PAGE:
IMG_1090When this has all combined together into a nice curry paste, you can add in the chicken and fry until the skin has a nice golden brown colour. Then put in the tomatoes.
When these have become soft you can pour in the coconut milk.
While that is simmering away, you cook the rice together with the aromas in another pan.
Make sure the chicken is well cooked through, before you serve it.

Enjoy your savoury, lip-smacking curry!

நல்லா சாப்பிடுங்கோ. Nallah Saappidungo!




A Collection of Impressions

The light was dim in the dining room and nobody spoke a word.
A serene melancholy hung as a murky haze over the group of people
who were gathered together.
Time seemed to go unrealistically slow.

Most of the food – a leftover from the weekend –
lay cold and unappetizing on the large table.
It spread a nasty smell in the house.

Although the silence was full of unexpressed thoughts,
nobody seemed willing to renew the discussion;
it felt like a wordless conversation and provided a welcome respite after the frightening chaos of the last days.

There were no words needed to understand each other.

Together they brought the dirty glasses to the kitchen.
Together they did the dishes, threw away the rotten food,
washed the red wine stains out of the table cloth.

As the evening proceeded, the air became clear again.

Fresh words were found in all languages.

Finally, a neat, white table cloth covered the table again.
A candle was lit.IMG_1173

Eating Around the Globe: Turkey

It’s Sunday morning and that means time for a rich breakfast!

Fatma hIMG_0805as invited me to her apartment to have a traditional Turkish breakfast together.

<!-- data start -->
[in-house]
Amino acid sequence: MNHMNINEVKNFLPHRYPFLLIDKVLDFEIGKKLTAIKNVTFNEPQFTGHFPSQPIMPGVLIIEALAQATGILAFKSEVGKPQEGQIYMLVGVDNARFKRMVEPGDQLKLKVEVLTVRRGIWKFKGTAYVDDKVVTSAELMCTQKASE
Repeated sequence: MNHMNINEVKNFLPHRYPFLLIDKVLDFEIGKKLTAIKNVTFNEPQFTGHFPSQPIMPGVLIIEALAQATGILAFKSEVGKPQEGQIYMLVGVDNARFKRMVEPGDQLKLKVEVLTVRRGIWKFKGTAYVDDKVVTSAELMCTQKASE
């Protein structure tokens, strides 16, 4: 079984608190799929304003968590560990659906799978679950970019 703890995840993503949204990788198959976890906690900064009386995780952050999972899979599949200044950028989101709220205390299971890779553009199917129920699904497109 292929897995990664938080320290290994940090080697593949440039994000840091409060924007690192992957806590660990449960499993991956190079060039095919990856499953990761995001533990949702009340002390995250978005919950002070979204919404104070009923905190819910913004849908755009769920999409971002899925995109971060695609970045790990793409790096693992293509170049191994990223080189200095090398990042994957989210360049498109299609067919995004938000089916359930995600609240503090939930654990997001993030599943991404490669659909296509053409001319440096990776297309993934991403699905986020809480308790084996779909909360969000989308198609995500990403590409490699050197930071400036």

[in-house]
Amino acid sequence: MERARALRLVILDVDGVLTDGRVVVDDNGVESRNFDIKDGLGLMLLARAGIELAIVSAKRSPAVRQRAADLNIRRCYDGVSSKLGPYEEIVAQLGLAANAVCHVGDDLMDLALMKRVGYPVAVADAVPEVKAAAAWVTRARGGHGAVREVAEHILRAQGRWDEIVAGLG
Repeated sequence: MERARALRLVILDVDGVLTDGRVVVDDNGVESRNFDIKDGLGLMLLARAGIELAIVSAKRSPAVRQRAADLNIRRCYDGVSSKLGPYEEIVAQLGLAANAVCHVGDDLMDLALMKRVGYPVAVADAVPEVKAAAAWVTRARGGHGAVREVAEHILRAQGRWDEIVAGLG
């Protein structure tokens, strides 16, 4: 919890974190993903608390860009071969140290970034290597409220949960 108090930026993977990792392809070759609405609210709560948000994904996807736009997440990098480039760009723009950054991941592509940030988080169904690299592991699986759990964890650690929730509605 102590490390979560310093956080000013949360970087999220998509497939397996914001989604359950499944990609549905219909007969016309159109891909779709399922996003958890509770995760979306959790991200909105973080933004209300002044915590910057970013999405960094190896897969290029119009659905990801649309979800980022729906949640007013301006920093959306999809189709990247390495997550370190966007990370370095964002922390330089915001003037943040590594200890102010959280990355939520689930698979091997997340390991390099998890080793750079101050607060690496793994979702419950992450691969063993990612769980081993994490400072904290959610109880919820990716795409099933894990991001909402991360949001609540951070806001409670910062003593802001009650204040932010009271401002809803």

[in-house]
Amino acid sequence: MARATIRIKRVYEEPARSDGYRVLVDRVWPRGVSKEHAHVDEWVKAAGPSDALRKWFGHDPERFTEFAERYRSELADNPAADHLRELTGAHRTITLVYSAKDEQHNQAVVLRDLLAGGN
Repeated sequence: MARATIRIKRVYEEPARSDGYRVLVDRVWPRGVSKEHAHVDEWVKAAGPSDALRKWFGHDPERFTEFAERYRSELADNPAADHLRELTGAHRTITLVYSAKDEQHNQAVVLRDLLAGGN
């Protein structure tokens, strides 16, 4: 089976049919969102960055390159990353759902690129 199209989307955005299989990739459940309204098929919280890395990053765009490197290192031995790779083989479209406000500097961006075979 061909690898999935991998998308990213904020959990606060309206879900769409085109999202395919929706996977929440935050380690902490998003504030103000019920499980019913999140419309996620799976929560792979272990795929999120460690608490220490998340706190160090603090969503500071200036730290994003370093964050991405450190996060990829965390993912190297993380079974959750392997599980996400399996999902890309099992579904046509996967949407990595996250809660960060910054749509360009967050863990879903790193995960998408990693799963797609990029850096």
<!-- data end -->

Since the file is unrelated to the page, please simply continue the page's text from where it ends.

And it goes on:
She lives in the same student dorm and on the same floor as I am, so I don’t even have to put on shoes to go there ^^

She is an Erasmus student from the university of Ankara, where she studies sociology. She has a very sweet, warm and open character and I feel particularly comfortable talking with her. It’s funny how our conversations always flow towards cultural and linguistic topics. “Do you believe that once, all people in the world spoke the same language?”

We are cooking menemen, a Turkish speciality which includes fried tomatoes, eggs and onions. There are many possible varieties of this dish: you can add other vegetables and season it the way you likIMG_0813e. I have to admit: in contrast to this attractive plate, our common Belgian breakfast -consisting of bread with cheese or jam- seems quite boring. The average Belgian never cooks in the morning. Eggs for breakfast? Only on very special occasions and holidays (quite sad, isn’t it? 🙂 ) She explains to me that she doesn’t cook every morning, but in her family they like to do it on Sunday mornings, when they have the time. A quick breakfast on other days consists of bread with some cheese, olives or sucuk, a spicy kind of sausage.